Point Reyes National Seashore

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    Visiting Point Reyes

    On the Beach at Point Reyes
    ©2008 Betsy Malloy Photography. Used by Permission.

    If you've seen a few pictures of Point Reyes National Seashore or taken a quick drive through it, you might think it's nothing more than a pretty park with a scenic lighthouse. But that's only a small part of what you can find in the 100-square-mile national seashore and surrounding 33,300 acres of coastal wilderness.

    Estuaries, windswept beaches, coastal scrub grasslands, marshes and coniferous forests are just a few of the things Point Reyes contains.

    The San Andreas Fault also runs through the park, and you can see a dramatic example of its movement on the short Earthquake Trail that starts near the Bear Valley Visitor Center. And then there's the wildlife, which includes a magnificent herd of once-endangered tule elk.

    Will You Like Point Reyes?

    We give Point Reyes National Seashore 5 stars out of 5 for its extreme natural beauty and diversity.

    Things to Do at Point Reyes

    The following pages list some of things you can do. Stop in at any of the three visitor centers: Bear Valley (near Hwy 1), Lighthouse or Drakes Beach for more information, maps, and current conditions.

    Point Reyes National Seashore Tips

    Natural hazards include poison oak, stinging nettle and ticks (which can carry Lyme disease). Wearing long pants and being aware of your surroundings can help keep them off you.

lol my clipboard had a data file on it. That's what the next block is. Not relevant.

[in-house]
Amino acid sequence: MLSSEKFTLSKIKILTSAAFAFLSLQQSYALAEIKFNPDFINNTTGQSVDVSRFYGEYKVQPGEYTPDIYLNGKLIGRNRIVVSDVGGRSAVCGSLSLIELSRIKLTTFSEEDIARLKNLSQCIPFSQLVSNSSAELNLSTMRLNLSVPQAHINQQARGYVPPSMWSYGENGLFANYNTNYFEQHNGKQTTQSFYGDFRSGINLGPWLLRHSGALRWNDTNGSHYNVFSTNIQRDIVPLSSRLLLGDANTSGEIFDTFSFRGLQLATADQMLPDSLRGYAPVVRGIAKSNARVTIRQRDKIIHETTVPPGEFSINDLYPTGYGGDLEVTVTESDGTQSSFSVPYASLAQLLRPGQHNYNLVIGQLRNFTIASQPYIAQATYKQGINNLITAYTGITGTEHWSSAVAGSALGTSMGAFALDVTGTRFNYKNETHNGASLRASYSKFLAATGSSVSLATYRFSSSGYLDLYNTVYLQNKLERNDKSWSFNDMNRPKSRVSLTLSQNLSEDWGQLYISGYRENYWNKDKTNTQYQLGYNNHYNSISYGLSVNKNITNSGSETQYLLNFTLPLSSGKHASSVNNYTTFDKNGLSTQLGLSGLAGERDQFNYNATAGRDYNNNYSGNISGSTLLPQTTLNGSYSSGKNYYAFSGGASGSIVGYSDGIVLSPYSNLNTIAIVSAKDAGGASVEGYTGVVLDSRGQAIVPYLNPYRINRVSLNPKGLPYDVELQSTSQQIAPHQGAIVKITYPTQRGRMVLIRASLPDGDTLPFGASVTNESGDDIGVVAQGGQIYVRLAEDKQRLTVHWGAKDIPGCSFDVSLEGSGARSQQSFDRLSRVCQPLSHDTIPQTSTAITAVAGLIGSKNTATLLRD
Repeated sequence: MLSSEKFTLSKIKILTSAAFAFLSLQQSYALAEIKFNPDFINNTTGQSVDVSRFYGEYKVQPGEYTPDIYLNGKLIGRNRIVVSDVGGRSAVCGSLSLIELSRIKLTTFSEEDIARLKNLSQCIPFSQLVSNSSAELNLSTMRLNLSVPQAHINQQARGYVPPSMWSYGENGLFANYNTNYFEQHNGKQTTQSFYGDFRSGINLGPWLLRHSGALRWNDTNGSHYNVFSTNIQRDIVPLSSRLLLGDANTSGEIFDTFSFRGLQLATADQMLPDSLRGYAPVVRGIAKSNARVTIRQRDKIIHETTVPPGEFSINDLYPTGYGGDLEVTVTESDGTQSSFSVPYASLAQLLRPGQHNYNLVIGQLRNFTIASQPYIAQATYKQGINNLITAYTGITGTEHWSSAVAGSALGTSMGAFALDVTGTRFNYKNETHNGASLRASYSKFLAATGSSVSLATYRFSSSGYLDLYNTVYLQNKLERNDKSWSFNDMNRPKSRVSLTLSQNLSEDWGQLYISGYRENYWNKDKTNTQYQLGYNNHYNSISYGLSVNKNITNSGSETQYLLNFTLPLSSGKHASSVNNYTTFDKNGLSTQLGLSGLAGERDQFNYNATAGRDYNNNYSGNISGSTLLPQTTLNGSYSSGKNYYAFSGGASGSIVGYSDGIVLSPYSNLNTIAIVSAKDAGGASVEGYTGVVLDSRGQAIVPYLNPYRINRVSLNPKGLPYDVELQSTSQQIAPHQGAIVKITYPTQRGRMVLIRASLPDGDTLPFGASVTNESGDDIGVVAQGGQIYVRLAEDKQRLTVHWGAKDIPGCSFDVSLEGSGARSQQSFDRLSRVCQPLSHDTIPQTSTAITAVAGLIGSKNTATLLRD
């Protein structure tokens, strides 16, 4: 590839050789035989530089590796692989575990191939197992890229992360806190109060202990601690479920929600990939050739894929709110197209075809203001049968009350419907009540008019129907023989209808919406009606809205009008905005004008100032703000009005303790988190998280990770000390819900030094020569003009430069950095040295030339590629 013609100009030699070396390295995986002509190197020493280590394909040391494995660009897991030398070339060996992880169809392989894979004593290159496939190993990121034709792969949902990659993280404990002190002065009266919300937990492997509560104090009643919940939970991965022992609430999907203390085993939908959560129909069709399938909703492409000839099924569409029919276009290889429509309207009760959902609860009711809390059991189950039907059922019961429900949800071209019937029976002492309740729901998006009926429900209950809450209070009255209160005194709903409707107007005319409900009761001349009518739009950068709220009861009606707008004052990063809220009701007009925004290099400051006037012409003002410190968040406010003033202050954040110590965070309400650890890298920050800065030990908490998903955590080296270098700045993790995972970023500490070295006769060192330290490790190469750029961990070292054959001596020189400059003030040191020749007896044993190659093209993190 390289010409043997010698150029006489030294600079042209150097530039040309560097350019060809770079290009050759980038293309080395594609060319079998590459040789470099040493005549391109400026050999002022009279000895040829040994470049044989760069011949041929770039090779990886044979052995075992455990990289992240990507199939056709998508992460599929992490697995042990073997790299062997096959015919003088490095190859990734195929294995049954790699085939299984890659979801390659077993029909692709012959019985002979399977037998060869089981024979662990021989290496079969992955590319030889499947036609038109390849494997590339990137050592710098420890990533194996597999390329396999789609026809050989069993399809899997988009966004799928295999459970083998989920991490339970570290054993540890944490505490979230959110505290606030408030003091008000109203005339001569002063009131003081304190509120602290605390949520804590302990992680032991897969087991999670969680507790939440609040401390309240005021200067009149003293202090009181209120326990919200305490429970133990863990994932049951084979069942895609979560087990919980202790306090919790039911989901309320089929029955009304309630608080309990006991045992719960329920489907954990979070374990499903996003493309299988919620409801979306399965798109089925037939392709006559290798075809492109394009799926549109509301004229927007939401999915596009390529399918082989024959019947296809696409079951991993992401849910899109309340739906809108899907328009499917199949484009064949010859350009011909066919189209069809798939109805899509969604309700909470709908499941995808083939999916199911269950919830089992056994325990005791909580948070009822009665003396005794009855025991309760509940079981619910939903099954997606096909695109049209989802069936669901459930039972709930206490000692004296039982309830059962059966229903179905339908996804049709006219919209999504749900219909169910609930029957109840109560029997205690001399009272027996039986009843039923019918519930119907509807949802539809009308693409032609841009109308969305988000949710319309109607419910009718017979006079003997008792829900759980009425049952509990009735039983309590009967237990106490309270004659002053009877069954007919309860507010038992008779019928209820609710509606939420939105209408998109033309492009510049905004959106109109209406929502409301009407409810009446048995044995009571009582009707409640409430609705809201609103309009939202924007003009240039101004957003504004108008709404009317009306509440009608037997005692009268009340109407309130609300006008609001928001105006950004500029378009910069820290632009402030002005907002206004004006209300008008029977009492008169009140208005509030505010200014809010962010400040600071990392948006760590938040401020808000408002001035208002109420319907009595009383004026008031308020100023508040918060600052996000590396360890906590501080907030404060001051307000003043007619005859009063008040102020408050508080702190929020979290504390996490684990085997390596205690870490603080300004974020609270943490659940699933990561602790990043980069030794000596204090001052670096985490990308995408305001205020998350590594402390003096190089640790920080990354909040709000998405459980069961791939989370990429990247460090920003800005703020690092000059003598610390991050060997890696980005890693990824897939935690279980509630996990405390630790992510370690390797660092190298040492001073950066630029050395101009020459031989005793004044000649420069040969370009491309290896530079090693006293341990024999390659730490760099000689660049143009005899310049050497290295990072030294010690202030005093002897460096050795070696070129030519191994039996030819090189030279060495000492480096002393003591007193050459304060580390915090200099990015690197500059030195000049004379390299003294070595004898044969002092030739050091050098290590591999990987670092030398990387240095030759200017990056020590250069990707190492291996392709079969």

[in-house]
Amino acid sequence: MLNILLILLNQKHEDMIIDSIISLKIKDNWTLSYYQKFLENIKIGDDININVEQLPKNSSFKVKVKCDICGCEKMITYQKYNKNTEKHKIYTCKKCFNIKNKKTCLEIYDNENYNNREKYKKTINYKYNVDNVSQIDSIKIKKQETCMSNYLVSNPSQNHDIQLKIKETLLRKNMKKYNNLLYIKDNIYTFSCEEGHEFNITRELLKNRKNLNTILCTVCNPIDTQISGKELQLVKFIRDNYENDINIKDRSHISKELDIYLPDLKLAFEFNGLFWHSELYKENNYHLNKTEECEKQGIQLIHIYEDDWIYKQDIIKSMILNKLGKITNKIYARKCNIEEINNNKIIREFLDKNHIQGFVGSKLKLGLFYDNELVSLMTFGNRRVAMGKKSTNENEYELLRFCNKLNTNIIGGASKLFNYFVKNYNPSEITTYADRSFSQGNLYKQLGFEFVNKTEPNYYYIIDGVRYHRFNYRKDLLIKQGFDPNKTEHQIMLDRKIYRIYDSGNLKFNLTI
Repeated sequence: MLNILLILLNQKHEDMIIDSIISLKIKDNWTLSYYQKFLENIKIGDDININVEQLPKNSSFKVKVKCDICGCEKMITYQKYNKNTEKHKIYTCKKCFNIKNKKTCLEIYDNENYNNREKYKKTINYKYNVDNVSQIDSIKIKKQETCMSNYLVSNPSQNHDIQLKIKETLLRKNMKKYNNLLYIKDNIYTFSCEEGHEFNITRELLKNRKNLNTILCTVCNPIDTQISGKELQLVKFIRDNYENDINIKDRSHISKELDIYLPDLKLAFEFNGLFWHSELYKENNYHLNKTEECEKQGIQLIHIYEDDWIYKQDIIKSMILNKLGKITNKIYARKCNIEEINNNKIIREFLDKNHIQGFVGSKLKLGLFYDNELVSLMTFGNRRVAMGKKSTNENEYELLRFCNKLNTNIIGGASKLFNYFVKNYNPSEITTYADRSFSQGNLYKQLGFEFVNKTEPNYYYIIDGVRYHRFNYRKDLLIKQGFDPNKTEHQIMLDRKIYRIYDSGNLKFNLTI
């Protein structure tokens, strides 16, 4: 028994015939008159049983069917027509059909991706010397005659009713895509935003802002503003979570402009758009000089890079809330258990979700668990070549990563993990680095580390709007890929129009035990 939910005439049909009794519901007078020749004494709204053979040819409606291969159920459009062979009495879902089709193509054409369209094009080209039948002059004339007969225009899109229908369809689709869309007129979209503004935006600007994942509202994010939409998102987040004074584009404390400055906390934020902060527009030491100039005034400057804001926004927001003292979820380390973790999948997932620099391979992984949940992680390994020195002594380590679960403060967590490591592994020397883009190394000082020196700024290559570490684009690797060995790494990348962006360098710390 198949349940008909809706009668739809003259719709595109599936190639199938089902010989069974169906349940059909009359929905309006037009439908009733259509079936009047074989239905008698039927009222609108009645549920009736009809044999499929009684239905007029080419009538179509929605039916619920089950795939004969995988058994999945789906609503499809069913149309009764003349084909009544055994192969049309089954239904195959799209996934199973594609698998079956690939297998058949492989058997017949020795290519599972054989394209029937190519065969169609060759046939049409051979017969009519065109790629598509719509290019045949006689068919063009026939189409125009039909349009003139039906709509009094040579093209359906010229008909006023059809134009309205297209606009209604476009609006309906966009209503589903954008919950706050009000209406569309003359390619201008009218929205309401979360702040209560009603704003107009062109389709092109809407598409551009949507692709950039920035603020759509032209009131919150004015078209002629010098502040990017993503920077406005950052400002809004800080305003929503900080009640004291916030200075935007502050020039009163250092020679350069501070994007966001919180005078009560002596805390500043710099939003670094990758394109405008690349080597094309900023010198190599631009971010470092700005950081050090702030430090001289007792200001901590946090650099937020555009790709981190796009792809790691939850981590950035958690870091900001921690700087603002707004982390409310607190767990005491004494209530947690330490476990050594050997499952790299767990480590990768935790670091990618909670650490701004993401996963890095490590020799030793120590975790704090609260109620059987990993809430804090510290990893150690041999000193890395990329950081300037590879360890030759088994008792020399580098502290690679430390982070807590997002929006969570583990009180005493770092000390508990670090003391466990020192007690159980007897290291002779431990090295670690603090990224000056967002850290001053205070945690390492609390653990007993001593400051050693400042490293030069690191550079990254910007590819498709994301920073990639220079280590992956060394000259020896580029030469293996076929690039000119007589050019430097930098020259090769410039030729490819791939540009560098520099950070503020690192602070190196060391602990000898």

Dogs can disrupt the wildlife, so their presence is limited. They are not allowed on any of the hiking trails and must be kept on a leash elsewhere. They are allowed on Kehoe Beach, Limantour Beach and Point Reyes Beach.

    Point Reyes weather varies widely and may not be what you think. Check the weather forecast before you go. At the lighthouse, it's almost always windy and very cold, and often foggy.

    If you plan to visit and/or photograph the beaches, check the time for high and low tide to maximize your enjoyment.

    The winding drive out to the lighthouse can be nausea-inducing for those prone to motion sickness. If you're one of them, you know what to do.

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    Earthquake Trail

    San Andreas Fault Splits a Fence at Point Reyes
    ©2008 Betsy Malloy Photography. Used by Permission.

    The first place to go at Point Reyes in the Bear Valley Visitor Center, where you can get up-to-the-minute information and tips from the park rangers.